International Survey of Herbicide-Resistant Weeds

Countries Weeds Herbicides Mutations Graphs References Researchers
Prevention and Management of Herbicide-Resistant Weeds in Rice
Experiences from Central America with Echinochloa colona
Bernal E. Valverde, Charles R. Riches, and John C. Caseley.

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You can download the full book in PDF format for free All that is asked is that you read the information provided by the authors (below), then fill out some information about yourself that will be e-mailed directly to the senior author (Bernal Valverde).  NOTE: ENGLISH AND SPANISH VERSIONS

Rice farmers in many parts of the world, particularly those establishing the crop by direct seeding in Latin America and USA, rely heavily on herbicides. With the repeated and intensive use of products with the same mode of action, resistance to a wide array of useful herbicides has appeared in many key weed species of rice. The introduction and almost universal adoption of propanil, from the early 1960s provided growers with a relatively inexpensive and reliable tool for controlling Echinochloa species and a number of other important weeds. Following the regular use of this herbicide for 10-15 years, farmers experienced the evolution of propanil-resistant populations of E. colona in many areas of Central America, Colombia, Mexico and Venezuela, and of resistant populations of E. crus-galli in USA. We estimate that 80% of the rice producing area of Central America is infested with E. colona and about 75% of farms have propanil-resistant populations. In addition, fenoxaprop-resistant populations of the weed have also been found where this has been used for as little as four seasons in an attempt to control propanil-resistant E. colona.

The Crop Protection Programme of the UK Department for International Development, ( http://www.nrinternational.co.uk) has funded collaborative research on herbicide-resistant rice weeds involving the Tropical Agriculture Centre for Research and Higher Education (CATIE, Costa Rica, http://www.catie.ac.cr), the Natural Resources Institute, University of Greenwich, UK ( http://www.nri.org) and the Institute of Arable Crops Research Long Ashton Research Station, UK ( http://www.iacr.bbsrc.ac.uk). The research team has described the extent of the propanil-resistance problem in Central America, determined the mechanism of resistance, developed and validated integrated weed management strategies for the prevention and control of resistant E. colona.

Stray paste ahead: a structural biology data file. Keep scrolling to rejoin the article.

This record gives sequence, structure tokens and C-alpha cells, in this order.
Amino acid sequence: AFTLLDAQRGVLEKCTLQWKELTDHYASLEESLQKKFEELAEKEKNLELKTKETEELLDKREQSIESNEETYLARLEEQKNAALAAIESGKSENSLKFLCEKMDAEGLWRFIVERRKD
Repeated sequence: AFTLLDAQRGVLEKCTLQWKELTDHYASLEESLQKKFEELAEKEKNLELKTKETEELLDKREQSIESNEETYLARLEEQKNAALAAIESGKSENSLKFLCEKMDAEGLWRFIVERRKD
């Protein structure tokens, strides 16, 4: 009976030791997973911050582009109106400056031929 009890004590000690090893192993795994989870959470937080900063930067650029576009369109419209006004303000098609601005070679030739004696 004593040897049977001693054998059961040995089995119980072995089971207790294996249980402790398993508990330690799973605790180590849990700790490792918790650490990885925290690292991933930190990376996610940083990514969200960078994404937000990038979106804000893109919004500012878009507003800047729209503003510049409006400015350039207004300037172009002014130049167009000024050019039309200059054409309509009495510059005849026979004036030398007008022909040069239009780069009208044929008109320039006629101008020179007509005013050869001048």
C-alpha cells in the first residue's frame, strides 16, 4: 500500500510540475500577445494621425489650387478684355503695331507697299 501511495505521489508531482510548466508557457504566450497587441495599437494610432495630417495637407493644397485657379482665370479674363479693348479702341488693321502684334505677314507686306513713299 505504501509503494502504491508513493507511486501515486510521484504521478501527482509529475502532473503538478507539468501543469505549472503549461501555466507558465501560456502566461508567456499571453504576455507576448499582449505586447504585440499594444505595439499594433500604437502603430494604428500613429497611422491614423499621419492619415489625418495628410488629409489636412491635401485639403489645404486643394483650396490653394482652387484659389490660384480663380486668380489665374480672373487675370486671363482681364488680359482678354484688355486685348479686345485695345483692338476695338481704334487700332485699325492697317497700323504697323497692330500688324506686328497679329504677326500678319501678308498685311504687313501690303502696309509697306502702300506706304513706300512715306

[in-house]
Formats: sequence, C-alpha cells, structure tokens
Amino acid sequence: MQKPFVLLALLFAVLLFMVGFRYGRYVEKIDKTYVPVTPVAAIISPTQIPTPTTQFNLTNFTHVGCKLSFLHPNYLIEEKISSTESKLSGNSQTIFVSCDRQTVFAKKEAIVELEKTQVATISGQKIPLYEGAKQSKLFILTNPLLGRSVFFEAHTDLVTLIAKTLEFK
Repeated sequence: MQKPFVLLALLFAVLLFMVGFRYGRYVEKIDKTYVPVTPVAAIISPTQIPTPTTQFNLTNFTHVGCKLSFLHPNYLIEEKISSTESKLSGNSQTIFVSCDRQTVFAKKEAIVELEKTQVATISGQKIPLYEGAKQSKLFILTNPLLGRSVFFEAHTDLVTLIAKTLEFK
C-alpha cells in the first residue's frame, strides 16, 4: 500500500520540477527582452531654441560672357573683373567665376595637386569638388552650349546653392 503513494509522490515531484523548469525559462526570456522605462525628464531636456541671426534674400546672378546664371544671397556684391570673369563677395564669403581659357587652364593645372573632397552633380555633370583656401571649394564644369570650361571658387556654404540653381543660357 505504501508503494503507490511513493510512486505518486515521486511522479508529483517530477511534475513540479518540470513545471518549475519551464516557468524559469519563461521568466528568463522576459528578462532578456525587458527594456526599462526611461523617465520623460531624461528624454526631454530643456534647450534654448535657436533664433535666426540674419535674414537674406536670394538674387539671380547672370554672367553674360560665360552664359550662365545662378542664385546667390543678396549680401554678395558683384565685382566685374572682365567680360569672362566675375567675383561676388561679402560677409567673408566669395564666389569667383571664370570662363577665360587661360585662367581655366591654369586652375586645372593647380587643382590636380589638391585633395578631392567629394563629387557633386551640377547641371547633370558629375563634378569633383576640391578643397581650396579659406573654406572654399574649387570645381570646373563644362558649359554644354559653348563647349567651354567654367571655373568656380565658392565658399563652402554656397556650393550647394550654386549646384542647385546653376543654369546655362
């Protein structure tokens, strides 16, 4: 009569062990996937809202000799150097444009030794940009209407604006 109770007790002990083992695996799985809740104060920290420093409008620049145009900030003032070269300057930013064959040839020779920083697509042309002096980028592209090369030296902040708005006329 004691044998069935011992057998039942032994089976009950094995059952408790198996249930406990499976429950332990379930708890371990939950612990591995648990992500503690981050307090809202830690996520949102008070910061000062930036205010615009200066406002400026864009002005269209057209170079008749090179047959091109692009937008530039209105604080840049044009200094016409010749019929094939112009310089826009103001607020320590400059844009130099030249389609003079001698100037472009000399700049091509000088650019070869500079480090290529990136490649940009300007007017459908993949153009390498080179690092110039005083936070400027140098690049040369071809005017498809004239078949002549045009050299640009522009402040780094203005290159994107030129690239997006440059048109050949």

A summary of this research has been published in book form, a copy of which is available here. Single copies may be downloaded on the understanding that these are intended for educational use or private study only and not for commercial reproduction. The copyright to this electronic copy is retained by the authors whose permission must be sought before any of the material is used in a different form. We thank the DFID Crop Protection Programme for generously funding the preparation of the book. DFID, however, can accept no responsibility for any information of views expressed.

We hope that our work will contribute to a greater awareness of the problem of herbicide resistance and opportunities for resistance management in rice.

For further information, contact the authors:

Bernal E. Valverde
The Royal Veterinary & Agricultural University
Weed Science 
Agrovej 10
DK-2630 Taastrup
Denmark
E-mail: bev@kvl.dk or ideatrop@racsa.co.cr

Charles R. Riches
Natural Resources Institute
Long Ashton Research Station
Bristol BS41 9AF
United Kingdom
E-mail: charlie.riches@bbsrc.ac.uk

John C. Caseley
Long Ashton Research Station
Bristol BS41 9AF
United Kingdom
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Cite this site as: Heap, I.  The International Survey of Herbicide Resistant Weeds.  Online.  Internet.  Friday, October 24, 2014 .  Available  www.weedscience.org
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